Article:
Ukraine has a vast area covered with extremely rich soils that are well suited for growing grains and other agricultural products. In past years, the country has exported enormous quantities of crops to countries throughout the European Union, as well as in Asia and Africa. In 2019, almost half of Ukraine was cultivated land, feeding millions of people. Now, things are changing fast.
The title says it all: “The Mw 5.1, 9 August 2020, Sparta Earthquake, North Carolina: The First Documented Seismic Surface Rupture in the Eastern United States”. Lots of information is packed into those words. Importantly, it provides evidence of our limited knowledge about the hazards presented by earthquakes.
In the past century, manufacturing nitrogen fertilizers with ammonia has been explosive (even literally...). Increases in crop production from manufactured fertilizers have benefited tens of millions of people. Unfortunately, this fertilizer produces tremendous waste in an inefficient process that is highly polluting; we could lower global use with alternative methods. Over 500 years ago, the Incas implemented laws to conserve their valuable guano fertilizer.
Food security is a growing concern for our global population of close to 8 billion people. The essential natural resource that controls food production is soil, which is being eroded away and degraded worldwide. Without healthy soils, our capability to provide adequate food for billions is seriously in question. Methods for improving degraded soils are available.
Teeth reveal a vast amount of information about the creatures that once used them. From information about who was eating whom among dinosaurs, to the diets of our ancestors, to possible speaking ability in Neanderthals, teeth reveal valuable information. I’ll share some of those stories in this post.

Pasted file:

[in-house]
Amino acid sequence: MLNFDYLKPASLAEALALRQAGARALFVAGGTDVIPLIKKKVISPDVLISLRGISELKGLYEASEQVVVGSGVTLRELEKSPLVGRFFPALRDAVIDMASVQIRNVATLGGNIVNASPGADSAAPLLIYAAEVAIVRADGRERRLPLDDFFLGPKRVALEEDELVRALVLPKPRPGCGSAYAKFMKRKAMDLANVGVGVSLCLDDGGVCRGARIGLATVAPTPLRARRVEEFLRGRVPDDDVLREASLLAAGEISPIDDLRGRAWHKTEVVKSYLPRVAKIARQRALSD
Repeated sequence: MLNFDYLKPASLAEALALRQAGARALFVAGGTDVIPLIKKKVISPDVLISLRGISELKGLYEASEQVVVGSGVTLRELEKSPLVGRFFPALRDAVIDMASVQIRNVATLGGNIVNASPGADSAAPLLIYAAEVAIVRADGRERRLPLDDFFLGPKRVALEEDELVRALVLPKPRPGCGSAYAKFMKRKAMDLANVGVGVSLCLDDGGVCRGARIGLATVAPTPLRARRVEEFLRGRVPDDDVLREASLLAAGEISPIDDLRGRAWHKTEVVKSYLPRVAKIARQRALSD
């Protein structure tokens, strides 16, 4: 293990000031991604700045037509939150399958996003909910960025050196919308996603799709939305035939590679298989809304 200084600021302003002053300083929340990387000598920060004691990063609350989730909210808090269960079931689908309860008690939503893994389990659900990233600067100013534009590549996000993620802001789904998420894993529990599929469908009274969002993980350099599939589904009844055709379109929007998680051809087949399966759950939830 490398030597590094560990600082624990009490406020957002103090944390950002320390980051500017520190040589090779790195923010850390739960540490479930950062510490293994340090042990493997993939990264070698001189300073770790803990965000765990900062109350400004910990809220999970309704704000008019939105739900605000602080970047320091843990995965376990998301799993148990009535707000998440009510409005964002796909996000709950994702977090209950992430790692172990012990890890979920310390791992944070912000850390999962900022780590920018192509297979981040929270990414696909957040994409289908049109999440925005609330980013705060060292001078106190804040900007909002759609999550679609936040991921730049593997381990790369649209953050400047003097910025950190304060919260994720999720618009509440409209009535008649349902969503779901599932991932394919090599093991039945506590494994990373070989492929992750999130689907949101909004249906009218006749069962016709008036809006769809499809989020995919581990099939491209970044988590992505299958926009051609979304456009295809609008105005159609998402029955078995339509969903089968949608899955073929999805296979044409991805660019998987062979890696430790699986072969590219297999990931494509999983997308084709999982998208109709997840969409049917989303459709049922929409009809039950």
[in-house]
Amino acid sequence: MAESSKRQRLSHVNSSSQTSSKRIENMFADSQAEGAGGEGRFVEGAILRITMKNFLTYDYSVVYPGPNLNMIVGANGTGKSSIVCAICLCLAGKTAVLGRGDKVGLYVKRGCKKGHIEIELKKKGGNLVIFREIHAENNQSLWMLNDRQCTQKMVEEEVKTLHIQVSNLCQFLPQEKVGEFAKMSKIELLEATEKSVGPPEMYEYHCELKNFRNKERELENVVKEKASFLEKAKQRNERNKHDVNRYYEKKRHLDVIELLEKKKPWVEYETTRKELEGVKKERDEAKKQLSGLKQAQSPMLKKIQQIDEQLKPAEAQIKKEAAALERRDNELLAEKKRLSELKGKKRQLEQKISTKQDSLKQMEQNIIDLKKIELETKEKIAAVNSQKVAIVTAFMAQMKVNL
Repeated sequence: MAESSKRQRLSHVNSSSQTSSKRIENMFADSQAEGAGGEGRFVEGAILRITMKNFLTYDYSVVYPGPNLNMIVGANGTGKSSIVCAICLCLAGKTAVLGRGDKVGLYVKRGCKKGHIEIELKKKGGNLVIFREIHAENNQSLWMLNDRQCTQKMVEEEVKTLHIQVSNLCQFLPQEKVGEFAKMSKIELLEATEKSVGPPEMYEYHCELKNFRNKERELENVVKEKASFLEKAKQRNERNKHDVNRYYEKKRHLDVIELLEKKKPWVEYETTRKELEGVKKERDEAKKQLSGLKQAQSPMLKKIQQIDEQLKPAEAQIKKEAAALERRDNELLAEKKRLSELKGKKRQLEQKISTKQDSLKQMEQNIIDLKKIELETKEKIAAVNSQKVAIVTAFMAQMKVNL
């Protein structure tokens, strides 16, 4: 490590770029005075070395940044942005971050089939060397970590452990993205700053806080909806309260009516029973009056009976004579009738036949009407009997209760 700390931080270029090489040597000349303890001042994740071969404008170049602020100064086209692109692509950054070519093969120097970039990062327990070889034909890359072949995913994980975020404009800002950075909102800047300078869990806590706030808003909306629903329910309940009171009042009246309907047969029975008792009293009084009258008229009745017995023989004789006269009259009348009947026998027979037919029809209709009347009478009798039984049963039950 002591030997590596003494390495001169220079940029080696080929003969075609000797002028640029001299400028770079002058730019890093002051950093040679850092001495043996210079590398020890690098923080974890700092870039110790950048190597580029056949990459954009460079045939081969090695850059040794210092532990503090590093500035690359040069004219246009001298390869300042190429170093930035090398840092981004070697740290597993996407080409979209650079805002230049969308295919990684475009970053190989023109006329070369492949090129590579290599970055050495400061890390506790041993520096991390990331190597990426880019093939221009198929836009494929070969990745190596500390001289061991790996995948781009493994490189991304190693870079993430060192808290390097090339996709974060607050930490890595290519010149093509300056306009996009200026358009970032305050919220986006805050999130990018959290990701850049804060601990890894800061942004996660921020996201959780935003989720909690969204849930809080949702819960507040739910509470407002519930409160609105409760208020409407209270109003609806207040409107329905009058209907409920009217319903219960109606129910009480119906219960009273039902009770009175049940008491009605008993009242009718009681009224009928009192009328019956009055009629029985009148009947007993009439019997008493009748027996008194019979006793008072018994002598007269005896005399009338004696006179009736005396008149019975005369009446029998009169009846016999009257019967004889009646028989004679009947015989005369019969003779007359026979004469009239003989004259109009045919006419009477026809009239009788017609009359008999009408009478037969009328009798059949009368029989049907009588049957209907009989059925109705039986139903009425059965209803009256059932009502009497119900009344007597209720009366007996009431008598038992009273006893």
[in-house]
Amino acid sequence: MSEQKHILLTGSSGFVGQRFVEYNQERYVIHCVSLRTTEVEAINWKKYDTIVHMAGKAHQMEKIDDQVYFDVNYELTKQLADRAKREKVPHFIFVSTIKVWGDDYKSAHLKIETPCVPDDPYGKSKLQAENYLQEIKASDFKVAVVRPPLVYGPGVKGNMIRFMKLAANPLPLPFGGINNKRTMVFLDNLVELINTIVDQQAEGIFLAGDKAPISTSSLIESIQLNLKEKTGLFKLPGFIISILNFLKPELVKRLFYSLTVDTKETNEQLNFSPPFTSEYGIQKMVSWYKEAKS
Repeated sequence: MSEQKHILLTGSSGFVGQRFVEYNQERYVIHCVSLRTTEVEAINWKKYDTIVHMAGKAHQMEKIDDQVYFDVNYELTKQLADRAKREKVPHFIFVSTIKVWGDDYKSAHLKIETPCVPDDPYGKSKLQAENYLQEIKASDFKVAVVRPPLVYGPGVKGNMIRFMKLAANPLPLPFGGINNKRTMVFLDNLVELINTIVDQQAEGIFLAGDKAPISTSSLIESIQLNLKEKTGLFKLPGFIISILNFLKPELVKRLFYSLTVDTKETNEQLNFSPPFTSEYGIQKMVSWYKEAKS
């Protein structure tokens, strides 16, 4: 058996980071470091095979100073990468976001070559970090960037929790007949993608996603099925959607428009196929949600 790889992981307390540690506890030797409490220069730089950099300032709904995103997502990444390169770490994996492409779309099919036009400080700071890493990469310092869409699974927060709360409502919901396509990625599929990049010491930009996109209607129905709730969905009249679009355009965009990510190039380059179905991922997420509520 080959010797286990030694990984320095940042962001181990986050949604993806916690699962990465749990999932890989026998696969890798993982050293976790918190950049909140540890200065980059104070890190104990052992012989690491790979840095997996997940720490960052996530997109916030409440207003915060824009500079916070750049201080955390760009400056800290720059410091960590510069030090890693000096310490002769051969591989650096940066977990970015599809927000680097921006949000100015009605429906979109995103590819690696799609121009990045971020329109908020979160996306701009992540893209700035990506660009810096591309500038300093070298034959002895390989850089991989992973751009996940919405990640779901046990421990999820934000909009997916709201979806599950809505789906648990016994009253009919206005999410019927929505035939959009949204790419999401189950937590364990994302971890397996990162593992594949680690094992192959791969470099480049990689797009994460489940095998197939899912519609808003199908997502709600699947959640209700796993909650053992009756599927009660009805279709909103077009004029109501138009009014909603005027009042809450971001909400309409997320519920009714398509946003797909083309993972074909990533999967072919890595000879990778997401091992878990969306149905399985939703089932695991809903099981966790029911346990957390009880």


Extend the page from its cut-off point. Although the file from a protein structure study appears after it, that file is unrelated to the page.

The tsunami associated with Hunga Tonga eruption has sparked renewed interest in hazards associated with earthquakes, volcanoes, and tsunamis. A recent article about geologic hazards and preparedness especially caught my attention: “A Tsunami Could Kill Thousands. Is Escape Possible?” in the New York Times. The focus is on the Pacific Northwest- –specifically coastal communities along the states of Washington, Oregon, and northernmost California.
Our planet has a high level of tectonic activity. In the past few decades, disastrous earthquakes have captured our attention. A careful look at historical records, however, demonstrates that a major volcanic eruption would cause immensely more devastation that any natural event our world has experienced recently.
What would Italian food be without tomatoes or Indian food without chiles? Both plants were first cultivated and used for thousands of years in the Americas before being transported across the world to join the cultures where they are appreciated today. Plant and animal exchanges have shaped our societies and our environments -- especially the two major migrations and exchanges that have taken place in just the past few millions of years.
Large earthquakes, volcanic eruptions, and tsunamis can create shock waves felt around the world – literally. The blast from the volcanic eruption on January 15, 2022, near Tonga caused spikes in air pressure recorded around the planet. We can add this eruption in a remote part of the Pacific Ocean to our knowledge of pandemics, climate change, and numerous other interconnections that tie our planet and our societies together.
Best wishes to you and your loved ones for happy holidays! This is my final post for 2021 – I’ll begin publishing again in January 2022. In this post, I describe a few details about the story of the Three Magi and the gifts of gold, frankincense, and myrrh they brought to the baby Jesus. Historians and biblical scholars have recorded many stories and traditions related to the Magi and their gifts, often reflected in the artwork of the time.